To commuters, a transportation plan fixes scenes like this Tysons traffic jam, but that’s not necessarily the result. (Bill O’Leary — The Washington Post)

Commuters have been frustrated for so long over problems with the D.C. region’s transportation system that I wouldn’t blame any of them for looking with great favor on the spending-plan compromise now before the Virginia General Assembly.

In the nation’s hostile political climate, even seeing the word “compromise” attached to legislation is a cause for joy. And after so many years of gridlock on legislation that would raise money for transportation projects, how could any deal look bad?

The Post’s Errin Haines reports that two of the likely candidates for Virginia governor, one a Democrat and the other a Republican, are urging support for the deal reached by the House and Senate conferees, which still must be approved by the full General Assembly.

But there are some questions that both commuters and transportation advocates could be asking:

  • After so many years of financing state transportation projects through a user fee, called the gas tax, do you want to muddle that up with other revenue sources? The money looks good now, but is this new combination of revenue sources something that both taxpayers and travelers can live with in the long run?
  • If the deal is approved, will travelers in the state’s most congested areas see relief? Is there actually a congestion relief plan behind the financing plan, or is it more like a list of construction projects?

It would be a shame to see the deal fall apart because of an ideological fight, or a turf fight between regions. A third likely candidate, Attorney General Ken Cuccinelli, came the closest to an ideological pitch: “I cannot support legislation that would ask the taxpayers to shoulder an even heavier burden than they are already carrying,” he said in a statement.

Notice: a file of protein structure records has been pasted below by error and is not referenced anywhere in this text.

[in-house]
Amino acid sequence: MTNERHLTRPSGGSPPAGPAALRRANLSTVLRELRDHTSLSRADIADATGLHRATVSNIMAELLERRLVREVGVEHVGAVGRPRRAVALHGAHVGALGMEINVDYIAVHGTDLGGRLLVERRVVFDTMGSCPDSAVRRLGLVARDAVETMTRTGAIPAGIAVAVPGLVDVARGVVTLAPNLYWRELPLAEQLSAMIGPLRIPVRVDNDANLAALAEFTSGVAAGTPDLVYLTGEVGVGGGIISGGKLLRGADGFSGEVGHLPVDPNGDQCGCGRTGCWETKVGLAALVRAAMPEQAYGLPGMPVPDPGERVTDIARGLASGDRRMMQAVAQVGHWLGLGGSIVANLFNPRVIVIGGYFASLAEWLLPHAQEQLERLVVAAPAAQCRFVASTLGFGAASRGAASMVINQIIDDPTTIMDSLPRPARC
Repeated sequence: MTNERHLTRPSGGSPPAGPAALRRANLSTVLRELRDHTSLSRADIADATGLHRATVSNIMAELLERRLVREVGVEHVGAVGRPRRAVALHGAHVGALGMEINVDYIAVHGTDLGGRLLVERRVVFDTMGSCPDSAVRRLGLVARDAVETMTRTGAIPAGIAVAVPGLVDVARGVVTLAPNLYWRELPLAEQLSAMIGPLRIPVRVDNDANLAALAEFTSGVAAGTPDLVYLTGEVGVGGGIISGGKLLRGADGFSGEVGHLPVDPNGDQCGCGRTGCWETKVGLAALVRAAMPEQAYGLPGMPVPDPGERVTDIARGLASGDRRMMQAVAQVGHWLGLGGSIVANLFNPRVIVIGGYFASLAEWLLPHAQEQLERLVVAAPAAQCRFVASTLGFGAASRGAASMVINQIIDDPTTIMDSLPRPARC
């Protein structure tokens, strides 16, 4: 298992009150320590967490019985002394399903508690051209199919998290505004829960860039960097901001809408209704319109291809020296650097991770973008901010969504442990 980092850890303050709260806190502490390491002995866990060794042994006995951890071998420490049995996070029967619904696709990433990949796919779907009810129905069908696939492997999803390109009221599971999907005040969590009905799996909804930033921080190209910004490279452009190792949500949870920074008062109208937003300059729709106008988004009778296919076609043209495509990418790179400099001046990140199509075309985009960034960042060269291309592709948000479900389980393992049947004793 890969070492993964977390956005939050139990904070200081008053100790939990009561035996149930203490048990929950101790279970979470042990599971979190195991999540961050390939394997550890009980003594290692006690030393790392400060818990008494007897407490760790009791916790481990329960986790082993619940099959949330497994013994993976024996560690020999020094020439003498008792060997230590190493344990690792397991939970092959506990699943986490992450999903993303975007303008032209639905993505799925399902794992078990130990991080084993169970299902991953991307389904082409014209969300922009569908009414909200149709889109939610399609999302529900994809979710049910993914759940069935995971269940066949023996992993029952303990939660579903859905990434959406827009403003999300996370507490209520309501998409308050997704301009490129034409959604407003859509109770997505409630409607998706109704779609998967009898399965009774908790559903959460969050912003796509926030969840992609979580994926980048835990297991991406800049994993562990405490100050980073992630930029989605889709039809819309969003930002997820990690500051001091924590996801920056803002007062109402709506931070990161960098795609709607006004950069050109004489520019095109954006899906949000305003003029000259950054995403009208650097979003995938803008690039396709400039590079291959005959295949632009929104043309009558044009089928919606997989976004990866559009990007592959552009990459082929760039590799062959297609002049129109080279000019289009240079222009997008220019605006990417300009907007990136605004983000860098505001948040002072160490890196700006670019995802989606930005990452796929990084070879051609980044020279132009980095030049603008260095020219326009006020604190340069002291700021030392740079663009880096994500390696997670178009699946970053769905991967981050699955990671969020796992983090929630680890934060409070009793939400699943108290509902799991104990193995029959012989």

The other two took a problem-solving approach. “This proposal is not perfect but …Virginia simply cannot afford to miss this opportunity to make substantial progress on transportation,” Democrat Terry McAuliffe said in a statement.

He was reflecting Democrats’ long-standing concern about adding general fund revenue to the transportation mix, because that pits transportation spending against other needs, including education and health care.

Lt. Gov. Bill Bolling (R), who may run as an independent, said in his statement: “This is an important issue that affects the economic viability and quality of life of our state and its citizens, and it must be solved. We cannot let this historic opportunity escape us.”

And he’s right. The past decade is filled with failed proposals to finance transportation improvements in Virginia. It’s tough to let this moment pass, even with very important issues unresolved.

But let’s at least talk about what those issues are. The bill, HB2313, is a transportation financing plan, not a congestion relief plan. That doesn’t mean it will fail to finance congestion relief. It’s just that there’s no guarantee that the perceived needs of a commuter in the D.C. suburbs will be addressed.

Virginia does have transportation plans, and like all transportation plans, they include programs to fix deteriorating transportation assets, like roads and bridges, improve people’s mobility and safety, and build new transportation assets.

Those things overlap, but they’re not the same. An infrastructure plan can relieve congestion, and it can create congestion. Some transportation projects focus on improving people’s mobility, some focus on economic growth. With luck, they accomplish both those things, but not necessarily.

Virginia, like many other jurisdictions, has reached the point where it desperately needs an infusion of money just to maintain the roads, bridges, tunnels and other transportation assets it already has. But the state’s needs go well beyond that. Providing congestion relief and building new assets are much more complicated, and even if this compromise becomes law, people still must pay attention to the plans.